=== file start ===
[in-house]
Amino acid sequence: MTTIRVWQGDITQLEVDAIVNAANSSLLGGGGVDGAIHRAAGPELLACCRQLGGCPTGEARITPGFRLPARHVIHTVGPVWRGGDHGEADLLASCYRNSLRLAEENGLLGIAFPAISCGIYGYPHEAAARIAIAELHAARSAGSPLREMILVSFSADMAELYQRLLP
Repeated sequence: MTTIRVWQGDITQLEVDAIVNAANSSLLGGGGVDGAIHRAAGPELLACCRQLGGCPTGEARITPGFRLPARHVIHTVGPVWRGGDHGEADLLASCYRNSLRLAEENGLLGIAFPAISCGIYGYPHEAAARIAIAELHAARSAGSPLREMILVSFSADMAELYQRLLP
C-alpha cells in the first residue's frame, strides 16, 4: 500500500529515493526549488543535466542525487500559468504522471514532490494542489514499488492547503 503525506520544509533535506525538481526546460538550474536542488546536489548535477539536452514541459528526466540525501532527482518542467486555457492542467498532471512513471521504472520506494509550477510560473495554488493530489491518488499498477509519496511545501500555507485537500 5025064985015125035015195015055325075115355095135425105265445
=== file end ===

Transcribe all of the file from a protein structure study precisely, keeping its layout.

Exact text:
[in-house]
Amino acid sequence: MTTIRVWQGDITQLEVDAIVNAANSSLLGGGGVDGAIHRAAGPELLACCRQLGGCPTGEARITPGFRLPARHVIHTVGPVWRGGDHGEADLLASCYRNSLRLAEENGLLGIAFPAISCGIYGYPHEAAARIAIAELHAARSAGSPLREMILVSFSADMAELYQRLLP
Repeated sequence: MTTIRVWQGDITQLEVDAIVNAANSSLLGGGGVDGAIHRAAGPELLACCRQLGGCPTGEARITPGFRLPARHVIHTVGPVWRGGDHGEADLLASCYRNSLRLAEENGLLGIAFPAISCGIYGYPHEAAARIAIAELHAARSAGSPLREMILVSFSADMAELYQRLLP
C-alpha cells in the first residue's frame, strides 16, 4: 500500500529515493526549488543535466542525487500559468504522471514532490494542489514499488492547503 503525506520544509533535506525538481526546460538550474536542488546536489548535477539536452514541459528526466540525501532527482518542467486555457492542467498532471512513471521504472520506494509550477510560473495554488493530489491518488499498477509519496511545501500555507485537500 5025064985015125035015195015055325075115355095135425105265445